She said the elections were not fought on important issues like farmers’ distress and unemployment, but on “lies” circulated through WhatsApp. “You repeat and repeat a lie until it becomes the truth,” she said about the ruling party’s campaign, likening it to “Goebbels Doctrine”. (Joseph Goebbels was a German Nazi politician and Reich Minister of Propaganda of Nazi Germany from 1933 to 1945.)
Moitra said while the saffron party has attacked the Congress for encouraging political dynasts, it was not far behind in fielding such candidates. She said the Congress fielded 36 dynasts, while the BJP too gave tickets to 31.
Four, Moitra said that “there is an obsession with national security and identification of enemies” in the current political climate. She added that there is a fear of one mythical “kala bhoot” – an unknown enemy that doesnt’t exist and is only invoked to create fear among children – has pervaded everywhere.
In such times, the TMC MP said, “The achievements of the army is being usurped by one man”, referring to Prime Minister Narendra Modi. “The irony is that terrorist attacks have increased manifold. There is a 106% increase in the death of jawans in Kashmir,” she said.
Religion and government intertwined
Five, she said that never in the history of India have religion and government become so intertwined. “Members of the Parliament are concerned mostly with 2.77 acres of Ram Janmabhoomi while (they seem to be unconcerned) by the 80 crore acre that makes India,” she said.
Six, the Krishnanagar MP said that one of the most dangerous signs of this “early fascism” is the complete disdain for “intellectuals and arts”
“There is so much suppression of dissent. Funding is being cut for liberal education. Article 51 of the Constitution demands a scientific temperament. But everything we are doing is pushing India back to dark ages. Secondary school textbooks are being manipulated and distorted in order to indoctrinate. You don’t even tolerate questioning, let alone dissent.”
In her final point, Moitra said there is an “erosion of independence in electoral system”. She did not question the mandate, but said that the Election Commission of India was being used to transfer key officials. Many top level officials in Bengal were moved by the ECI weeks before the polls, much to the Mamata Banerjee government’s chagrin.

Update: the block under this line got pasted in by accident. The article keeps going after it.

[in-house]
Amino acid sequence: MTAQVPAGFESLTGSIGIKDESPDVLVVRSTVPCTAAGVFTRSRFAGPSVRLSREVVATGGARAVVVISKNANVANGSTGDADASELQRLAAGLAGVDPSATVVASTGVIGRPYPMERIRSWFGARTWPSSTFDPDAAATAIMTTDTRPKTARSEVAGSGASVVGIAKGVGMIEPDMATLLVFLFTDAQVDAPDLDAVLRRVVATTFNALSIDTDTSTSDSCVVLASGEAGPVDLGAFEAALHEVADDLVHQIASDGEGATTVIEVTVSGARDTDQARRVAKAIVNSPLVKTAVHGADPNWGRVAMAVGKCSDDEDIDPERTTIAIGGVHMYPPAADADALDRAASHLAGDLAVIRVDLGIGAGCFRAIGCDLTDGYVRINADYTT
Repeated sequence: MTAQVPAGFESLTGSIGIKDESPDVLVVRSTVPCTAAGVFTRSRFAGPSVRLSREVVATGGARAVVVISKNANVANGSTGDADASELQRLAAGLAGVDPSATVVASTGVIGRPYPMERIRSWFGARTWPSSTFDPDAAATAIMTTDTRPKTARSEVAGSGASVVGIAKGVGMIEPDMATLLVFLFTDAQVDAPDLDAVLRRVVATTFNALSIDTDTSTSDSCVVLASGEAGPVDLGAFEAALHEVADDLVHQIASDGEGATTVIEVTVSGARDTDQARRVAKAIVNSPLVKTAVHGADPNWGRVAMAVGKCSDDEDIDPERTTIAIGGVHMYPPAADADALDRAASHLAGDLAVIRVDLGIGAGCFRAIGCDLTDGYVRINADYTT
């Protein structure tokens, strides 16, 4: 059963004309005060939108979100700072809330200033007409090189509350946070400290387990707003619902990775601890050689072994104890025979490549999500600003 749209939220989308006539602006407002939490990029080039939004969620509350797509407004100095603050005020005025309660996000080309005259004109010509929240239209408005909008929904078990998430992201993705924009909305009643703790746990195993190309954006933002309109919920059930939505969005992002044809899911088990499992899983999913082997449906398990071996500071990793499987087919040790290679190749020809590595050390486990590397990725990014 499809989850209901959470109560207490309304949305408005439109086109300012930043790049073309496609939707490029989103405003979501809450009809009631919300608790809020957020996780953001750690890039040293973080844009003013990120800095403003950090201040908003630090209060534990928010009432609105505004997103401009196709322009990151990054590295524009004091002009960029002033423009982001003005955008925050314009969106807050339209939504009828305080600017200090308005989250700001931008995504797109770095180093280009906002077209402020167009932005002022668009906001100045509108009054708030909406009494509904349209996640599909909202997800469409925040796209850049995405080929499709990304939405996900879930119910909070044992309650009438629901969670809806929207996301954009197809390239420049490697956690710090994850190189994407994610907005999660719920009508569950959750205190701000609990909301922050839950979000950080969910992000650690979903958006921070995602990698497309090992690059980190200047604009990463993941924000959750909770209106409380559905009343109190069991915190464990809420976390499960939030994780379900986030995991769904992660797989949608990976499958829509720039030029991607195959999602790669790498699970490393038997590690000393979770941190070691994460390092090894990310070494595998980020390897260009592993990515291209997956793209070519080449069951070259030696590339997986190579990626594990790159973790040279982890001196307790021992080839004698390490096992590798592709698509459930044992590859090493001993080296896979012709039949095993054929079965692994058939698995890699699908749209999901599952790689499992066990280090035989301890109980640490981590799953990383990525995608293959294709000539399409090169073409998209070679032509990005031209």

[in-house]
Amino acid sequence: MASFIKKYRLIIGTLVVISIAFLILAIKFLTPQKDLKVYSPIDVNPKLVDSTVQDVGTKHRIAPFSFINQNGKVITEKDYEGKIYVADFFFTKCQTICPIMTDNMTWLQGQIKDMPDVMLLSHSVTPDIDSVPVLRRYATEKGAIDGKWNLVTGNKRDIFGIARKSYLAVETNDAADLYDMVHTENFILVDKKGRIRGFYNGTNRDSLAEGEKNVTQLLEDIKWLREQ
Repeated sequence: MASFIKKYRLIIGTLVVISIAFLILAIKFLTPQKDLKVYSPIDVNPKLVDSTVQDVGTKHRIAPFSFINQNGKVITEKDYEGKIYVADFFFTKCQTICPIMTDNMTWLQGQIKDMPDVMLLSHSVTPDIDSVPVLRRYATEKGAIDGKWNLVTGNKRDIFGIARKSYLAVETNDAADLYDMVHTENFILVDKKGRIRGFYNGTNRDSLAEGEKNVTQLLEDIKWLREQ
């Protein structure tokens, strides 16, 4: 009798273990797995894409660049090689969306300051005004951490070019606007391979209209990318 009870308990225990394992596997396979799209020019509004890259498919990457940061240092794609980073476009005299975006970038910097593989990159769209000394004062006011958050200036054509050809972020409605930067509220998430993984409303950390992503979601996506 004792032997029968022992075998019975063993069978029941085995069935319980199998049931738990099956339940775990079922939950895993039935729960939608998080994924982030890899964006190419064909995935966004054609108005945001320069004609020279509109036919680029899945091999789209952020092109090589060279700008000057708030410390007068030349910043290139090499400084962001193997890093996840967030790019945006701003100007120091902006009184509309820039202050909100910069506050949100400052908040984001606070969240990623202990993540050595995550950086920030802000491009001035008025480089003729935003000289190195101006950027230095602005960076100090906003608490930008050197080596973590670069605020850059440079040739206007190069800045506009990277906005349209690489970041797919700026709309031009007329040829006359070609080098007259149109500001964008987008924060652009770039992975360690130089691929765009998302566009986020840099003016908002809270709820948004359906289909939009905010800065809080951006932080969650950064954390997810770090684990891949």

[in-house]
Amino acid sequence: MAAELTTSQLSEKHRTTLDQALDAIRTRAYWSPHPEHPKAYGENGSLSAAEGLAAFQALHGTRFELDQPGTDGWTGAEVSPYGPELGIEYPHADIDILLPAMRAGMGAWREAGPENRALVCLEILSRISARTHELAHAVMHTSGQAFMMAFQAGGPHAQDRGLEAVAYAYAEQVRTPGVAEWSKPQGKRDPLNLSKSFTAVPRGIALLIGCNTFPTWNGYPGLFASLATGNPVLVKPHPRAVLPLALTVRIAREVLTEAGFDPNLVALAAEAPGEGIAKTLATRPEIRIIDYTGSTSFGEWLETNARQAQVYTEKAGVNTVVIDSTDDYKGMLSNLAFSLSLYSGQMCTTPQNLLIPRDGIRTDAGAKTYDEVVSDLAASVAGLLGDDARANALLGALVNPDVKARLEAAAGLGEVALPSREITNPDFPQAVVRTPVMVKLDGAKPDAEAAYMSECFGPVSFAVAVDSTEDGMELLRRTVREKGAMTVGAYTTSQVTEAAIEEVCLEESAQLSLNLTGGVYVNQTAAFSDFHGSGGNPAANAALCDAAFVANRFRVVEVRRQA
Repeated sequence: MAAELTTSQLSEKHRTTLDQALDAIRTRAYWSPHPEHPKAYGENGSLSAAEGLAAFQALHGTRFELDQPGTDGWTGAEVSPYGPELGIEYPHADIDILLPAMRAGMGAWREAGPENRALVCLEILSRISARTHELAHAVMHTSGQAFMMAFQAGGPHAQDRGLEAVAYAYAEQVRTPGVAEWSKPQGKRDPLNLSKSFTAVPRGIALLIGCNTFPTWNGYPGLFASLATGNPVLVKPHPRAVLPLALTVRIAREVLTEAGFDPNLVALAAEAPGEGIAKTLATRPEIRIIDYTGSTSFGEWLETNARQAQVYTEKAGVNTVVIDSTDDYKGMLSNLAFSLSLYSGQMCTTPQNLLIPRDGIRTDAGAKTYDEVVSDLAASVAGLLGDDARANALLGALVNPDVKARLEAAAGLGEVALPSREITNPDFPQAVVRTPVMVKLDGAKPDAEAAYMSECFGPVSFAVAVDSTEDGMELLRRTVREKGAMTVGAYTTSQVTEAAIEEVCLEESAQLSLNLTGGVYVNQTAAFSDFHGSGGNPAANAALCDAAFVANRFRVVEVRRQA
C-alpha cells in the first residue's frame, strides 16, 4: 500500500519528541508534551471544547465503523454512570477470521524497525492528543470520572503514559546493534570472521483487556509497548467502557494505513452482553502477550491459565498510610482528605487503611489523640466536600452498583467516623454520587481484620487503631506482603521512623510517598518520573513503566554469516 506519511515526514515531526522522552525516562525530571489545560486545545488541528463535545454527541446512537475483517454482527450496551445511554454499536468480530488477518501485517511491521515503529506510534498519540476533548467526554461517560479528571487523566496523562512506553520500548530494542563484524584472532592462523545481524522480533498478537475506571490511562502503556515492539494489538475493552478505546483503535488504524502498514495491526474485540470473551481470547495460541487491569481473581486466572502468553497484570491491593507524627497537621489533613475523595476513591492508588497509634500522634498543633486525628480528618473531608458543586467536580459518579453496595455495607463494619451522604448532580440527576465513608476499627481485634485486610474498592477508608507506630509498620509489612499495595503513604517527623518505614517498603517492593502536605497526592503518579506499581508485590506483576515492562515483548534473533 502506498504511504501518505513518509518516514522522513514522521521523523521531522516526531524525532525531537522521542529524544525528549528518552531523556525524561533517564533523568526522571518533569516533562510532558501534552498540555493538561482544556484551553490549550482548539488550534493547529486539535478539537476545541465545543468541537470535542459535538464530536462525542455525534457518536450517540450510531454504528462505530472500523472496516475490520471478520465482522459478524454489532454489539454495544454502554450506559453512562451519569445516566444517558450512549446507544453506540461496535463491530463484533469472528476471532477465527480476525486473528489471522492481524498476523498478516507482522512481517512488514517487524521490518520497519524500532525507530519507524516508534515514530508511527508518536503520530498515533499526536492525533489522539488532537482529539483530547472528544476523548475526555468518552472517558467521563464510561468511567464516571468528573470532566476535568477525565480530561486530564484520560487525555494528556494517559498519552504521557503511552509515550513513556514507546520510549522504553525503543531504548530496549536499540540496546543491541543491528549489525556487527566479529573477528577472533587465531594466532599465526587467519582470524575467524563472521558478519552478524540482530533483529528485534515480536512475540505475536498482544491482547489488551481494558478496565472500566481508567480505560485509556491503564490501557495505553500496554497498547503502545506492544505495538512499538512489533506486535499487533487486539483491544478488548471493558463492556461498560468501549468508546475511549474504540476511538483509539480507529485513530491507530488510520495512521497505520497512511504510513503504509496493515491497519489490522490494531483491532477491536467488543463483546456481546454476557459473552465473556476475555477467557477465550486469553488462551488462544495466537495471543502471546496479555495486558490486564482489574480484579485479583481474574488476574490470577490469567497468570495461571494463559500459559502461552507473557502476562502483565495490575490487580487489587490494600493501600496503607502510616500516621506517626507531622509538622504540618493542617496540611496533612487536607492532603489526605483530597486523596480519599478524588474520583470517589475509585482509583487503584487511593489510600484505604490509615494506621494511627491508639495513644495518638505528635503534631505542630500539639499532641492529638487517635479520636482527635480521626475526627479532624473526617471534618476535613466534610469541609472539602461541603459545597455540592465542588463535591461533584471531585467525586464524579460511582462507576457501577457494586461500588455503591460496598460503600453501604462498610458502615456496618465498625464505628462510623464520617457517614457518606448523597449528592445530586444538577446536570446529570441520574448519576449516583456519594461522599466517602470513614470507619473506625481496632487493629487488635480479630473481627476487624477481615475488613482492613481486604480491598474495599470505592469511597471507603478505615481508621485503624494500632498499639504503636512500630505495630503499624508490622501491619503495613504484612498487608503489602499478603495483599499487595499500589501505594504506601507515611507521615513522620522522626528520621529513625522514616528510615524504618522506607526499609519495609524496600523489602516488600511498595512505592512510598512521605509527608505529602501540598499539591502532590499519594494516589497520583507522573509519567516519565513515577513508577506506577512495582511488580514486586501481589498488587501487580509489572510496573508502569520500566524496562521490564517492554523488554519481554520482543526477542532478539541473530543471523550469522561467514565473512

She asked why the ECI has not taken action against the amount of money spent during the elections. “Rs 60,000 crores were spent during the Indian elections (this time) – 50% (of this amount) or Rs 27,000 crores by one party.”
She ended her speech by saying that in 2017, a poster available in the Holocaust Memorial in the US featured all these “early warning signs of fascism“.
“I have the right to disagree,” she said, while finishing her maiden speech.
Moitra was an investment banker before she became a politician, winning her first election from the Karimpur assembly seat in 2016. During her Lok Sabha campaign from Krishnanagar, she complained to the ECI that BJP’s Nadia district’s president Mahadev Sarkar used offensive and sexist remarks to target her. The poll body had then barred Sarkar from campaigning for 48 hours.
As an MLA, Moitra was one of the few Indian politicians to wage a legal war against the Modi government’s surveillance efforts. She filed three petitions – now pending before the Supreme Court – against the Modi government’s social media and alleged snooping efforts.
Her first petition was against the UIDAI’s attempts to map social media accounts to monitor popular sentiment through Aadhaar. Her second was against the Union home ministry’s notification that empowered ten government bodies to pre-emptively intercept, monitor or decrypt any computer to prevent any cognisable offence. Her third petition sought an interim stay on the Union government’s efforts to snoop into computers being used in West Bengal.